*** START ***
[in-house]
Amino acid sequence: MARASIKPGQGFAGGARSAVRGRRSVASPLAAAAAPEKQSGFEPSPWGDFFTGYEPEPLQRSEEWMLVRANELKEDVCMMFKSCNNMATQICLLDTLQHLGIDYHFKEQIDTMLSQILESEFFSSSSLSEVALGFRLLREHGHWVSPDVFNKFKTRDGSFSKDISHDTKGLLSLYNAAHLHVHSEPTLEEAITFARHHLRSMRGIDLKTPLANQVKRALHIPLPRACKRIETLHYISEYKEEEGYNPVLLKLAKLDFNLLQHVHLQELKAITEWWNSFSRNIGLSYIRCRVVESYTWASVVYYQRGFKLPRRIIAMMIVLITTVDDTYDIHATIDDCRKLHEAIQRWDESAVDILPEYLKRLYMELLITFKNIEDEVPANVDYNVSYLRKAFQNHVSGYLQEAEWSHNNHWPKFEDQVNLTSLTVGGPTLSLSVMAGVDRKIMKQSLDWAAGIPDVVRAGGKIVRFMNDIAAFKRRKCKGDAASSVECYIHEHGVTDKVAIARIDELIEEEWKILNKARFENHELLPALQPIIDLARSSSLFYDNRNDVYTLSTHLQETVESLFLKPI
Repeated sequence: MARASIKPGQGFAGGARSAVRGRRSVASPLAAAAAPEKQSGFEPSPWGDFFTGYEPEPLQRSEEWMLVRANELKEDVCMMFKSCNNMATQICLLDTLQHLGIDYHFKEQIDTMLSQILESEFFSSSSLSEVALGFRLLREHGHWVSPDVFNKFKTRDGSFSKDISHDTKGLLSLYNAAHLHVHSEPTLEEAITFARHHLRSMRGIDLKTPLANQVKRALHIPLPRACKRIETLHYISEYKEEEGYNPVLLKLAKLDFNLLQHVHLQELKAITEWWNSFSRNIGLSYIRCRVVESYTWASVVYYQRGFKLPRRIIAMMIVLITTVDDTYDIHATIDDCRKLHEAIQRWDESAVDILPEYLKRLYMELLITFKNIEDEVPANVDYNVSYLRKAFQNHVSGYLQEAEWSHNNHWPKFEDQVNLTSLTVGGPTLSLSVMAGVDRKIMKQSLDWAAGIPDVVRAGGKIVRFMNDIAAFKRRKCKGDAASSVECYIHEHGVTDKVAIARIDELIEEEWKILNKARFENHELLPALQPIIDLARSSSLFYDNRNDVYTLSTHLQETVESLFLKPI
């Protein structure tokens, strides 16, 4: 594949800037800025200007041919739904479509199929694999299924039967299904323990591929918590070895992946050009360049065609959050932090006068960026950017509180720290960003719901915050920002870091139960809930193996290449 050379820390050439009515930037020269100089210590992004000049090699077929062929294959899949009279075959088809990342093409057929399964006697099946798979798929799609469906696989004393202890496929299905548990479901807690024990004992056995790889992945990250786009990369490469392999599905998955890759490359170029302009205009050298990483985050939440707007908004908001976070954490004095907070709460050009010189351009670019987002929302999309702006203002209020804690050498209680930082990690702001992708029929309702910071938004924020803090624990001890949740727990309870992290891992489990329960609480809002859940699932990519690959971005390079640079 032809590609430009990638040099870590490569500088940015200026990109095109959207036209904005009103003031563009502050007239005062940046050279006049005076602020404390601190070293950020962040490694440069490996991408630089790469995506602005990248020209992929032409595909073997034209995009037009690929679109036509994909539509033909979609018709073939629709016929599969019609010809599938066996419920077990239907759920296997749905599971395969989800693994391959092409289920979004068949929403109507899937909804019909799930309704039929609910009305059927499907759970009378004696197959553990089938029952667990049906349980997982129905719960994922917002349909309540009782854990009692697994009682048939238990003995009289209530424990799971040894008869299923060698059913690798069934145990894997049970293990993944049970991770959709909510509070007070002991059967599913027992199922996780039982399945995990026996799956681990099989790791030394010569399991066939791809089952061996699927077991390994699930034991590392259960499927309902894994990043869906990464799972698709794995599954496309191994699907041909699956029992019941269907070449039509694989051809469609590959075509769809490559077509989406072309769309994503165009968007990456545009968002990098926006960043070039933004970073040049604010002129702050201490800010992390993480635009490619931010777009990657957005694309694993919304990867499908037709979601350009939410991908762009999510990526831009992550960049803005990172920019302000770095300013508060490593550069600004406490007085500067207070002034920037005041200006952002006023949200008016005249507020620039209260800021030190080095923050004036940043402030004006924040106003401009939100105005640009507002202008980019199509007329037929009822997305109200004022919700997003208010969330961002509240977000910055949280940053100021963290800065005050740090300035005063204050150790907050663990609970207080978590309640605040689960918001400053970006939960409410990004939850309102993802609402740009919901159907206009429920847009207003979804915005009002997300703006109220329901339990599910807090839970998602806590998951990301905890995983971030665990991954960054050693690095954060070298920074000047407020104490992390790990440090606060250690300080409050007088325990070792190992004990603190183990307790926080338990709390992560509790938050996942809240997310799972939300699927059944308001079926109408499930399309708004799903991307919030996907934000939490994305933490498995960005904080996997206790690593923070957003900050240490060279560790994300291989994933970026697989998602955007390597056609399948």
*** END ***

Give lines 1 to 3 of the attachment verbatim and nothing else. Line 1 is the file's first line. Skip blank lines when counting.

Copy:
[in-house]
Amino acid sequence: MARASIKPGQGFAGGARSAVRGRRSVASPLAAAAAPEKQSGFEPSPWGDFFTGYEPEPLQRSEEWMLVRANELKEDVCMMFKSCNNMATQICLLDTLQHLGIDYHFKEQIDTMLSQILESEFFSSSSLSEVALGFRLLREHGHWVSPDVFNKFKTRDGSFSKDISHDTKGLLSLYNAAHLHVHSEPTLEEAITFARHHLRSMRGIDLKTPLANQVKRALHIPLPRACKRIETLHYISEYKEEEGYNPVLLKLAKLDFNLLQHVHLQELKAITEWWNSFSRNIGLSYIRCRVVESYTWASVVYYQRGFKLPRRIIAMMIVLITTVDDTYDIHATIDDCRKLHEAIQRWDESAVDILPEYLKRLYMELLITFKNIEDEVPANVDYNVSYLRKAFQNHVSGYLQEAEWSHNNHWPKFEDQVNLTSLTVGGPTLSLSVMAGVDRKIMKQSLDWAAGIPDVVRAGGKIVRFMNDIAAFKRRKCKGDAASSVECYIHEHGVTDKVAIARIDELIEEEWKILNKARFENHELLPALQPIIDLARSSSLFYDNRNDVYTLSTHLQETVESLFLKPI
Repeated sequence: MARASIKPGQGFAGGARSAVRGRRSVASPLAAAAAPEKQSGFEPSPWGDFFTGYEPEPLQRSEEWMLVRANELKEDVCMMFKSCNNMATQICLLDTLQHLGIDYHFKEQIDTMLSQILESEFFSSSSLSEVALGFRLLREHGHWVSPDVFNKFKTRDGSFSKDISHDTKGLLSLYNAAHLHVHSEPTLEEAITFARHHLRSMRGIDLKTPLANQVKRALHIPLPRACKRIETLHYISEYKEEEGYNPVLLKLAKLDFNLLQHVHLQELKAITEWWNSFSRNIGLSYIRCRVVESYTWASVVYYQRGFKLPRRIIAMMIVLITTVDDTYDIHATIDDCRKLHEAIQRWDESAVDILPEYLKRLYMELLITFKNIEDEVPANVDYNVSYLRKAFQNHVSGYLQEAEWSHNNHWPKFEDQVNLTSLTVGGPTLSLSVMAGVDRKIMKQSLDWAAGIPDVVRAGGKIVRFMNDIAAFKRRKCKGDAASSVECYIHEHGVTDKVAIARIDELIEEEWKILNKARFENHELLPALQPIIDLARSSSLFYDNRNDVYTLSTHLQETVESLFLKPI